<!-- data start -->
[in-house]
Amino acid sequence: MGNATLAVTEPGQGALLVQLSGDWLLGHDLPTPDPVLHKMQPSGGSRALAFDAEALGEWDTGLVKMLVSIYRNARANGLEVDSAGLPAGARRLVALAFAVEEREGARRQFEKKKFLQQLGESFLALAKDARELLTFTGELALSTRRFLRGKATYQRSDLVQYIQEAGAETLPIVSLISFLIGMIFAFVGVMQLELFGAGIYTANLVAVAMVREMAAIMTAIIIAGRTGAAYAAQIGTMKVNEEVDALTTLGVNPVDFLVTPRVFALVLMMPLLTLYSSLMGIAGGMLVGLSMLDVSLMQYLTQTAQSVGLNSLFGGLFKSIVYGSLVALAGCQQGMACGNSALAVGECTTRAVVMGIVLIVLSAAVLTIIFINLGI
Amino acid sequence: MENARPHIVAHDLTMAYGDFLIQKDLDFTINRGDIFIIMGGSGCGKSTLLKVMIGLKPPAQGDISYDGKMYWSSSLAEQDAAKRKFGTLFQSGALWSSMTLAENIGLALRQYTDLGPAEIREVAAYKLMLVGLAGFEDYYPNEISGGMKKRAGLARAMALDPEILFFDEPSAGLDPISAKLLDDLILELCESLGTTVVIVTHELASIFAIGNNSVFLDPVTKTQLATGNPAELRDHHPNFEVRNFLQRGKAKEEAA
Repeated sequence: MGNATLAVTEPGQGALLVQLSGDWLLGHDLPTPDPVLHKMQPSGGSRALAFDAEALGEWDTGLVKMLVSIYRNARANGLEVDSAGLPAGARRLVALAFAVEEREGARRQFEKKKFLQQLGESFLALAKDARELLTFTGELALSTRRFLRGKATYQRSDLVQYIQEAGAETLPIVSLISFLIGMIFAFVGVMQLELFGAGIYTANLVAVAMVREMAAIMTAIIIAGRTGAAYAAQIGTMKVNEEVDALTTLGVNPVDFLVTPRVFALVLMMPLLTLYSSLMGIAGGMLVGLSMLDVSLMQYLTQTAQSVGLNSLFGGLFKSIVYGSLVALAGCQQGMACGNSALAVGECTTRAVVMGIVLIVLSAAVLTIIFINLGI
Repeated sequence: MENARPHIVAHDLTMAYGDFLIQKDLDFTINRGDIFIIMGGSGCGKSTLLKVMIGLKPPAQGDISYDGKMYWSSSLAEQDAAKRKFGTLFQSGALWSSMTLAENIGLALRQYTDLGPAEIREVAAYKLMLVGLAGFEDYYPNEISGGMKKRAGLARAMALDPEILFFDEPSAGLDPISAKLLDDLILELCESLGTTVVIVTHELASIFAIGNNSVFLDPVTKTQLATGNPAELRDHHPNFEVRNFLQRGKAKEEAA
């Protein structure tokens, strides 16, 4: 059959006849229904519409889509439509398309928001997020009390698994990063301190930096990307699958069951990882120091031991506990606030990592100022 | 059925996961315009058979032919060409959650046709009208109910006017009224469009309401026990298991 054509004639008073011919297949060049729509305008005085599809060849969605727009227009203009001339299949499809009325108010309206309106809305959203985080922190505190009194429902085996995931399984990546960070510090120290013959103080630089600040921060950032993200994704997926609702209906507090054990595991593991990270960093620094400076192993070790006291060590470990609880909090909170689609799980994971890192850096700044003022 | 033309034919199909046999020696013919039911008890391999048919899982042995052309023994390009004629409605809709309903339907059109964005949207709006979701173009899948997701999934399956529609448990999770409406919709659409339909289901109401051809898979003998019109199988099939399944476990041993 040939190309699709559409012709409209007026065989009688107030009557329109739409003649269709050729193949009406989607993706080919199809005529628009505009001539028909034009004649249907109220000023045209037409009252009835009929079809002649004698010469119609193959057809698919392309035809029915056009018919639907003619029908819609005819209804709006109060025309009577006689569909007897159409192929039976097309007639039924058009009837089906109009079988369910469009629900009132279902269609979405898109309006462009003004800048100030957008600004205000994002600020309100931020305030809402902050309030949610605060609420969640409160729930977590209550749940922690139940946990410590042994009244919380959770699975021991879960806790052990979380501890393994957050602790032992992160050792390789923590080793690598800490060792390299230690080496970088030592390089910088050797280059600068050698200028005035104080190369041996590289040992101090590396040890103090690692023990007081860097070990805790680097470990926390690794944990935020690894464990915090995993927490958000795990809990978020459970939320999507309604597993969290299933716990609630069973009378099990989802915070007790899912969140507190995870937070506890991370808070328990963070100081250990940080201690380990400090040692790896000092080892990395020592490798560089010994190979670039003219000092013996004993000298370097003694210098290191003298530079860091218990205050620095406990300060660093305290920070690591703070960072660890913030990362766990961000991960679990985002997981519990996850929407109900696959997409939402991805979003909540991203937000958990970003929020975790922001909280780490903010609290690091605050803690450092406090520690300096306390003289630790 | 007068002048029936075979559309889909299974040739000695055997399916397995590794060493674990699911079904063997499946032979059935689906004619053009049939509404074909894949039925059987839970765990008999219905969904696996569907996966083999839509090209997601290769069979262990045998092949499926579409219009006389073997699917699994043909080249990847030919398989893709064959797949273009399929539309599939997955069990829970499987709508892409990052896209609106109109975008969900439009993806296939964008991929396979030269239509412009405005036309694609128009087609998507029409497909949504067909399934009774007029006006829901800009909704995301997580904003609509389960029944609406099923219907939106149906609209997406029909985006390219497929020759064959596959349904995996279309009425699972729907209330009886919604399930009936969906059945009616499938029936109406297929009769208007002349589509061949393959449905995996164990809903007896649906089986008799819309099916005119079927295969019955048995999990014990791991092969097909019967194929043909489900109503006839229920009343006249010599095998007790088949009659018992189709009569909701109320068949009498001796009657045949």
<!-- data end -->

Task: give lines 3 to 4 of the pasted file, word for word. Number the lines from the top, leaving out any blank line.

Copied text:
Amino acid sequence: MENARPHIVAHDLTMAYGDFLIQKDLDFTINRGDIFIIMGGSGCGKSTLLKVMIGLKPPAQGDISYDGKMYWSSSLAEQDAAKRKFGTLFQSGALWSSMTLAENIGLALRQYTDLGPAEIREVAAYKLMLVGLAGFEDYYPNEISGGMKKRAGLARAMALDPEILFFDEPSAGLDPISAKLLDDLILELCESLGTTVVIVTHELASIFAIGNNSVFLDPVTKTQLATGNPAELRDHHPNFEVRNFLQRGKAKEEAA
Repeated sequence: MGNATLAVTEPGQGALLVQLSGDWLLGHDLPTPDPVLHKMQPSGGSRALAFDAEALGEWDTGLVKMLVSIYRNARANGLEVDSAGLPAGARRLVALAFAVEEREGARRQFEKKKFLQQLGESFLALAKDARELLTFTGELALSTRRFLRGKATYQRSDLVQYIQEAGAETLPIVSLISFLIGMIFAFVGVMQLELFGAGIYTANLVAVAMVREMAAIMTAIIIAGRTGAAYAAQIGTMKVNEEVDALTTLGVNPVDFLVTPRVFALVLMMPLLTLYSSLMGIAGGMLVGLSMLDVSLMQYLTQTAQSVGLNSLFGGLFKSIVYGSLVALAGCQQGMACGNSALAVGECTTRAVVMGIVLIVLSAAVLTIIFINLGI